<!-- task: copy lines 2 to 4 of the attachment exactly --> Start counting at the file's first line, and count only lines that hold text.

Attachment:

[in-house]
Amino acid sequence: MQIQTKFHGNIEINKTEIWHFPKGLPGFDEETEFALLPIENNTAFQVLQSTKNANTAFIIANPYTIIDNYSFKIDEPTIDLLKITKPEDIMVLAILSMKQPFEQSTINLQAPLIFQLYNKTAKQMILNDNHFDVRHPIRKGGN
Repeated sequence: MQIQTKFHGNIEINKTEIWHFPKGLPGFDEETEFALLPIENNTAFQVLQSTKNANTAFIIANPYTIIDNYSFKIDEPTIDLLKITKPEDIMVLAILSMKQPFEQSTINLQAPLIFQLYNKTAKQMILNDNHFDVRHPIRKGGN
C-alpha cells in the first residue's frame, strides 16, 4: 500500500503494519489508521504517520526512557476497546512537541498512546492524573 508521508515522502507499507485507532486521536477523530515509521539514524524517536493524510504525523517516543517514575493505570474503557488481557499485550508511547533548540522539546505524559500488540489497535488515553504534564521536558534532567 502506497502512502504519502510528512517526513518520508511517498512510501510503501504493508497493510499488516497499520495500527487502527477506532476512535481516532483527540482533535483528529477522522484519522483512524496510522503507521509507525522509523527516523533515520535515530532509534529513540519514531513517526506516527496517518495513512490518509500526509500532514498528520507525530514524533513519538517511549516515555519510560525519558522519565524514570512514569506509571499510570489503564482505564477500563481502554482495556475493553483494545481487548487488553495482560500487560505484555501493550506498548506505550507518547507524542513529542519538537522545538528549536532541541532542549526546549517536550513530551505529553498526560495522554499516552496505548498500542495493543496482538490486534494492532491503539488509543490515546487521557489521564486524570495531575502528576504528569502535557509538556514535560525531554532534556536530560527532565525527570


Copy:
Amino acid sequence: MQIQTKFHGNIEINKTEIWHFPKGLPGFDEETEFALLPIENNTAFQVLQSTKNANTAFIIANPYTIIDNYSFKIDEPTIDLLKITKPEDIMVLAILSMKQPFEQSTINLQAPLIFQLYNKTAKQMILNDNHFDVRHPIRKGGN
Repeated sequence: MQIQTKFHGNIEINKTEIWHFPKGLPGFDEETEFALLPIENNTAFQVLQSTKNANTAFIIANPYTIIDNYSFKIDEPTIDLLKITKPEDIMVLAILSMKQPFEQSTINLQAPLIFQLYNKTAKQMILNDNHFDVRHPIRKGGN
C-alpha cells in the first residue's frame, strides 16, 4: 500500500503494519489508521504517520526512557476497546512537541498512546492524573 508521508515522502507499507485507532486521536477523530515509521539514524524517536493524510504525523517516543517514575493505570474503557488481557499485550508511547533548540522539546505524559500488540489497535488515553504534564521536558534532567 502506497502512502504519502510528512517526513518520508511517498512510501510503501504493508497493510499488516497499520495500527487502527477506532476512535481516532483527540482533535483528529477522522484519522483512524496510522503507521509507525522509523527516523533515520535515530532509534529513540519514531513517526506516527496517518495513512490518509500526509500532514498528520507525530514524533513519538517511549516515555519510560525519558522519565524514570512514569506509571499510570489503564482505564477500563481502554482495556475493553483494545481487548487488553495482560500487560505484555501493550506498548506505550507518547507524542513529542519538537522545538528549536532541541532542549526546549517536550513530551505529553498526560495522554499516552496505548498500542495493543496482538490486534494492532491503539488509543490515546487521557489521564486524570495531575502528576504528569502535557509538556514535560525531554532534556536530560527532565525527570